In an ongoing lawsuit, the National Park Service (NPS) defended its decision to use trained volunteers to cull overpopulated elk in the Rocky Mountain National Park instead of using wolves to aid management.

The animal rights group WildEarth Guardians sued the national park service in 2008 over its elk management policy that was instated that same year. The NPS launched a 20-year plan to keep the elk in check at the park with the aid of trained shooters to harvest excess elk. Since the program has been in place, 131 elk have been harvested.

In a hearing before the U.S. Circuit Court of Appeals, a WildEarth Guardians representative said the NPS should have launched a plan that uses wolves to naturally manage excess elk in the park. The group alleges that NPS did not give adequate consideration to the wolf idea, that the public did not have a chance to comment and that volunteer shooters are akin to hunters in the park.

In court, the NPS defended its decision to rule out using wolves in the hunt saying it acted properly by doing do. It also defended using volunteers to harvest the animals, saying that did not violate a hunting ban in national parks.

The elk cull was put in place because of overvegetation by the large population of elk that roam the park. They are believed to be crowding out other animals, while there are not enough natural predators there to keep the elk in check.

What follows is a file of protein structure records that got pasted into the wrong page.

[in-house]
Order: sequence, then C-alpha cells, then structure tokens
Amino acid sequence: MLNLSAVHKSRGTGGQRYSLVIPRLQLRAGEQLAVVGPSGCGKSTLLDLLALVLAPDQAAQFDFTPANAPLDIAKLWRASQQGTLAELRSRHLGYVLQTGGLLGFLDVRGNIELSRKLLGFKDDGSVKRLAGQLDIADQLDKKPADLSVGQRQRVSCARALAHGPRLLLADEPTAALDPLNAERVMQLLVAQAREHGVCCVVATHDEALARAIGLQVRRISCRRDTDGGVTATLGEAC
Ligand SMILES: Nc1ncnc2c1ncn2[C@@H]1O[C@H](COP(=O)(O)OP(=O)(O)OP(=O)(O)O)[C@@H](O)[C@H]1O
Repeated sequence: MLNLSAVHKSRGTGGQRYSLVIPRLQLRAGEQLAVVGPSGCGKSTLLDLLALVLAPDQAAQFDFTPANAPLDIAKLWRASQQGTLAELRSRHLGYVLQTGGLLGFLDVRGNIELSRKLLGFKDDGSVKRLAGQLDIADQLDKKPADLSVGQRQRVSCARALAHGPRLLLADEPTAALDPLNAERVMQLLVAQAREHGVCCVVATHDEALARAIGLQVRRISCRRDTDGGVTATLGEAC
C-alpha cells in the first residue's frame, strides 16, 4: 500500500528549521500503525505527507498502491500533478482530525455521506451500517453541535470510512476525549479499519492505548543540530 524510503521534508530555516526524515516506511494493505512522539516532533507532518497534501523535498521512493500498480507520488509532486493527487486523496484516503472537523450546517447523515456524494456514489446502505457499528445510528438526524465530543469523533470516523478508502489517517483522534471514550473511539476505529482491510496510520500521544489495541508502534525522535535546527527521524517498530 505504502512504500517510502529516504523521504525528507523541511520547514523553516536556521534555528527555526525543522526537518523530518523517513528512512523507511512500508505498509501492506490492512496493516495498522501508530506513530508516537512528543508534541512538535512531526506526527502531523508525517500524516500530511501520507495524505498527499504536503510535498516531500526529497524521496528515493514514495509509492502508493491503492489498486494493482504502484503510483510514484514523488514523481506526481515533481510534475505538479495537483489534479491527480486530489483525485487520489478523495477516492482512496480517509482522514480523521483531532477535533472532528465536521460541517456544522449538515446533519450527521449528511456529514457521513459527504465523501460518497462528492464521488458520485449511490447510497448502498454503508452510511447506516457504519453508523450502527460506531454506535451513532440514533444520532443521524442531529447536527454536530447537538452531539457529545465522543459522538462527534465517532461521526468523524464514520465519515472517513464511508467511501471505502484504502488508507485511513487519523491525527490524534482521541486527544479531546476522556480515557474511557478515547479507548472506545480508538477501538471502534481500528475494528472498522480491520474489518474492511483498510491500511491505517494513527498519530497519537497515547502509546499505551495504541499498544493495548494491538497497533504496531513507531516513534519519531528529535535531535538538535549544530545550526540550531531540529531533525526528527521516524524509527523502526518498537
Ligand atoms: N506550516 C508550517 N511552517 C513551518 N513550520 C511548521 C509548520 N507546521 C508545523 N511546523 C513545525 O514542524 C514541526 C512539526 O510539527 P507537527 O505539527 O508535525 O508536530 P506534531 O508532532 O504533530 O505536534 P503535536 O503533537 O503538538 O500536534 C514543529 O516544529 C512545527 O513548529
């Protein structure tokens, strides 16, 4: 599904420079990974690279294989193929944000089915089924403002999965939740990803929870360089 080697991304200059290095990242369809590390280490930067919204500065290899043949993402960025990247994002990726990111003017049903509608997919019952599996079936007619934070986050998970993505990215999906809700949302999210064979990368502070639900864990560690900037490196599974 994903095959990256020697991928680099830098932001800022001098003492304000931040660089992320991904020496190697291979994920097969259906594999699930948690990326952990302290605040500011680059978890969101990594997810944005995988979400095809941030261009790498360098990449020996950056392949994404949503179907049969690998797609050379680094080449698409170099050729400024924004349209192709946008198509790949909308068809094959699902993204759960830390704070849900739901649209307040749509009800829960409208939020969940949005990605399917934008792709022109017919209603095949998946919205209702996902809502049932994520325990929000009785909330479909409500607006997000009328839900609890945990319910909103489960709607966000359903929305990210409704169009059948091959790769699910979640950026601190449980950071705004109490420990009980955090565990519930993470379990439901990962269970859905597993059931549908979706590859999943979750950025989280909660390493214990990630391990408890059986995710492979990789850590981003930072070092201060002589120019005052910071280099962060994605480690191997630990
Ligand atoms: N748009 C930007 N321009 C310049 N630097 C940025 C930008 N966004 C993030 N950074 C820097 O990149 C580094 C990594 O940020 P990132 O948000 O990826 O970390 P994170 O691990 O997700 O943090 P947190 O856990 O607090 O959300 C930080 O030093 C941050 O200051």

Blake Henning, the vice president of lands and conservation for the Rocky Mountain Elk Foundation (RMEF), said RMEF is not in favor of using wolves to reduce the size of elk herds but instead approves of using hunters to manage the resource.

Image from Anne Hornyak (anneh632) on the flickr Creative Commons

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One thought on “National Park Service Defends Exclusion of Wolves in Rocky Mountain Elk Control

  1. It should be noted that none of the people who volunteer to cull the elk in the park get any of the meat. The meat is all dispersed by lottery after being cleaned and tested. Also all the elk are cows, there are no antlered bulle harvested. Also that many people who assist in the cull might well not be hunters but simply public spirited volunteers. Most of the work is in retrieving and removing the carcass as well as preparing it to be donated to the public, skills that don’t necessarily require hunters.

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